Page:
Romans commentary (chapter four)

The fourth chapter of my running, preliminary commentary on Romans may be found here

These are some key points from Romans 4 that I discuss in my commentary:

1. How was Abraham justified (made whole in his relationship with God)?  God’s gifting call came first, then Abraham’s trust, and then, in response, Abraham’s following the commands (i.e., circumcision, the classic boundary-marking command).

2. To one who trusts in following the commands as the way of gaining God’s favor, the favor God bestows (“wages”) are “something due,” not a “gift” (4:4).  In contrast, to one who recognizes that God’s favor is from the start a gift that need not be earned, trust in God is what counts as the basis for their being seen as just.

3. In Genesis, Abraham was called in chapter 12 and not circumcised until chapter 17.  The circumcision was a “sign” that served as a “seal of the justice he had by faith” (4:11).  The justice, though, was established before Abraham’s circumcision.  

4. When Paul speaks of God’s promise that Abraham and his descendants “would inherit the world” (4:13), he may have in mind the promise of Genesis 12:3 that Abraham’s descendents would “bless all the families of the earth.”  Paul’s own apostleship to the Gentiles (1:5) may be seen as his acting on the confidence that he is part of the embodiment of the “inheritance” promised Abraham.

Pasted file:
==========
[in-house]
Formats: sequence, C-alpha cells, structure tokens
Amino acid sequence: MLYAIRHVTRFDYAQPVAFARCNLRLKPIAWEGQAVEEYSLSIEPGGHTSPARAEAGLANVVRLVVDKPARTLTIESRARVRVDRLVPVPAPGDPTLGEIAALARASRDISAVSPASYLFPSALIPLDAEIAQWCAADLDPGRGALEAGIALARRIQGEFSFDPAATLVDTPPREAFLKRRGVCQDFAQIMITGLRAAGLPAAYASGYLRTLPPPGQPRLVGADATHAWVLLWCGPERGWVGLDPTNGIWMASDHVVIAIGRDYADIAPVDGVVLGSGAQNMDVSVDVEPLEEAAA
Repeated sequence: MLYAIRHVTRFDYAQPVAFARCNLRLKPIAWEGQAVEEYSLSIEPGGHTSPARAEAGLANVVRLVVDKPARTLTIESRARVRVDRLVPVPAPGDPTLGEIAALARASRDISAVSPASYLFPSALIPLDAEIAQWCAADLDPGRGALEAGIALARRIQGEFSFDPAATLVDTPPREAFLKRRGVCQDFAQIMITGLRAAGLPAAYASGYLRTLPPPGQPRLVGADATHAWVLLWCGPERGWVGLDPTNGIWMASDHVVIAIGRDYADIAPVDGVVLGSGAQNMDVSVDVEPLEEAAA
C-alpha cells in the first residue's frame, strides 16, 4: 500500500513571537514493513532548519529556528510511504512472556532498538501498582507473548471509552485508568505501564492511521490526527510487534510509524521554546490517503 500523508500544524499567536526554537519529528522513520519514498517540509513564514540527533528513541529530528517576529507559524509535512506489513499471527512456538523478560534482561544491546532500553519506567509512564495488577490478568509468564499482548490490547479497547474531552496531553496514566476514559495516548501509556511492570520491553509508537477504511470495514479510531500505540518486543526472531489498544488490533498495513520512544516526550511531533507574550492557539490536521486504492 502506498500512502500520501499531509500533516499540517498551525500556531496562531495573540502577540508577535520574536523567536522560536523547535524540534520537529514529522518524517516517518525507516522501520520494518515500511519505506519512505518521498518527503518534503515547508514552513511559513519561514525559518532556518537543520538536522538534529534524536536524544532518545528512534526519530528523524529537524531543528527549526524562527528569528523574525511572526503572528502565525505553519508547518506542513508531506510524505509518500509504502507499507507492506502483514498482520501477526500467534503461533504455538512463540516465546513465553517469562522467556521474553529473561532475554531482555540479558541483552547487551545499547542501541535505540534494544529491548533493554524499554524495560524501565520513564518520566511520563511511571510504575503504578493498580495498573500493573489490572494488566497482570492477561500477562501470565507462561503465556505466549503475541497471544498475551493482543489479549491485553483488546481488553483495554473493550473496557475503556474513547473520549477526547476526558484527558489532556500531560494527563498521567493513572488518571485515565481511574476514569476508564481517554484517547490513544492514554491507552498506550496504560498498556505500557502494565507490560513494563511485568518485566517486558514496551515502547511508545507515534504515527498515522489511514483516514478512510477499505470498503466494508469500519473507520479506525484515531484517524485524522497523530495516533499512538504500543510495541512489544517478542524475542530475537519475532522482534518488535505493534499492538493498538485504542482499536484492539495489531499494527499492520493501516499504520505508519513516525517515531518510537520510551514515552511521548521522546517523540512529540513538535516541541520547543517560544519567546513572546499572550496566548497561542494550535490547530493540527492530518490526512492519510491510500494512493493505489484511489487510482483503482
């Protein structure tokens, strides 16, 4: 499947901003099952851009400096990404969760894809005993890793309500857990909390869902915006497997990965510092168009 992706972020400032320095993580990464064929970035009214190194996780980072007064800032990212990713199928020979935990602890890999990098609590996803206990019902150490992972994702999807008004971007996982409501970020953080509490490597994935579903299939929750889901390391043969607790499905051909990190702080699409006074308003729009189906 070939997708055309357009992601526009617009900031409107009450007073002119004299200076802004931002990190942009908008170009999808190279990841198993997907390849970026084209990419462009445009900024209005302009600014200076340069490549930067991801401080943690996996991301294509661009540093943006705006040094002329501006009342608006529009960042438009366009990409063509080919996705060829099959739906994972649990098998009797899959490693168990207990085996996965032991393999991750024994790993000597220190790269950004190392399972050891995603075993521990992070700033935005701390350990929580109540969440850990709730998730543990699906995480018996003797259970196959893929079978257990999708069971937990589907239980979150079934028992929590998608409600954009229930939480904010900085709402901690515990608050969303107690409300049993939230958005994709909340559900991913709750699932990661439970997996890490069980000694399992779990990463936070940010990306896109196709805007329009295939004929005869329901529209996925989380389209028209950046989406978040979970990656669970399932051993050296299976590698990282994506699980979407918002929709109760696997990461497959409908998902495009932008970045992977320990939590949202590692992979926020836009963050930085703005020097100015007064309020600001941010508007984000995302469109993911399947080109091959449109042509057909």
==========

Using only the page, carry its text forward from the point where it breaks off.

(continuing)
5. “The law brings wrath” (4:15) means: “Trusting in the law as an idol separated from God’s motivating mercy brings with it negative consequences.  Those so trusting lose touch with this mercy and instead are possessed by the rules in ways that lead to violence and injustice.”

6. Paul is not meaning to imply that Israel is no longer part of God’s covenant.  He merely argues, based on the original scope of the promise to Abraham and Sarah, that this promise includes both “adherents  of the law” and those “outside the law,” that is, both Jews and Gentiles.

7. In the beginning of Israel, God brought into being something new, out of nothing, an act of pure mercy.  If God did such a work in the time of Abraham, there is no reason why God could not do it again.  The Gentiles who trust in God in Paul’s context are not less worthy of God’s mercy (and no less uncircumcised) than Abraham had been when God first called him.

8. Paul’s punch line: “the words ‘it was reckoned to him,’ were written not for [Abraham’s] sake alone, but for ours also” (4:23-24).  This story Abraham is a present reality throughout all of history, showing how God works with human beings and providing a model for human responsiveness to God. 

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